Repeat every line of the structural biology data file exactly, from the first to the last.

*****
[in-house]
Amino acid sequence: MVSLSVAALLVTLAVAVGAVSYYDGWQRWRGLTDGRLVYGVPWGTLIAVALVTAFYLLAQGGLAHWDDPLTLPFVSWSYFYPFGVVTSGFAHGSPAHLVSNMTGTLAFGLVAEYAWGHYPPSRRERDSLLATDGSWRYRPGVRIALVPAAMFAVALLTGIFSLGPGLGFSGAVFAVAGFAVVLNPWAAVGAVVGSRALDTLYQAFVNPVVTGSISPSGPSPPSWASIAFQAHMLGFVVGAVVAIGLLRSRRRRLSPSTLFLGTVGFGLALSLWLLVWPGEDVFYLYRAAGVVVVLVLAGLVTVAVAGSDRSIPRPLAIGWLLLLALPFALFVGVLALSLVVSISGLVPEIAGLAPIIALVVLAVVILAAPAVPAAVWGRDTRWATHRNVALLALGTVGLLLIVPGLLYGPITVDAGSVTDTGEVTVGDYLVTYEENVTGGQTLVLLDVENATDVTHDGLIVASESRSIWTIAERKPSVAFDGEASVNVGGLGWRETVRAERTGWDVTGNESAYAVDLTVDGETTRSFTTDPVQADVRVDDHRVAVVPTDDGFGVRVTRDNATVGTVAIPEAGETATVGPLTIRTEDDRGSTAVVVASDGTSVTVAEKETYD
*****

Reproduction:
[in-house]
Amino acid sequence: MVSLSVAALLVTLAVAVGAVSYYDGWQRWRGLTDGRLVYGVPWGTLIAVALVTAFYLLAQGGLAHWDDPLTLPFVSWSYFYPFGVVTSGFAHGSPAHLVSNMTGTLAFGLVAEYAWGHYPPSRRERDSLLATDGSWRYRPGVRIALVPAAMFAVALLTGIFSLGPGLGFSGAVFAVAGFAVVLNPWAAVGAVVGSRALDTLYQAFVNPVVTGSISPSGPSPPSWASIAFQAHMLGFVVGAVVAIGLLRSRRRRLSPSTLFLGTVGFGLALSLWLLVWPGEDVFYLYRAAGVVVVLVLAGLVTVAVAGSDRSIPRPLAIGWLLLLALPFALFVGVLALSLVVSISGLVPEIAGLAPIIALVVLAVVILAAPAVPAAVWGRDTRWATHRNVALLALGTVGLLLIVPGLLYGPITVDAGSVTDTGEVTVGDYLVTYEENVTGGQTLVLLDVENATDVTHDGLIVASESRSIWTIAERKPSVAFDGEASVNVGGLGWRETVRAERTGWDVTGNESAYAVDLTVDGETTRSFTTDPVQADVRVDDHRVAVVPTDDGFGVRVTRDNATVGTVAIPEAGETATVGPLTIRTEDDRGSTAVVVASDGTSVTVAEKETYD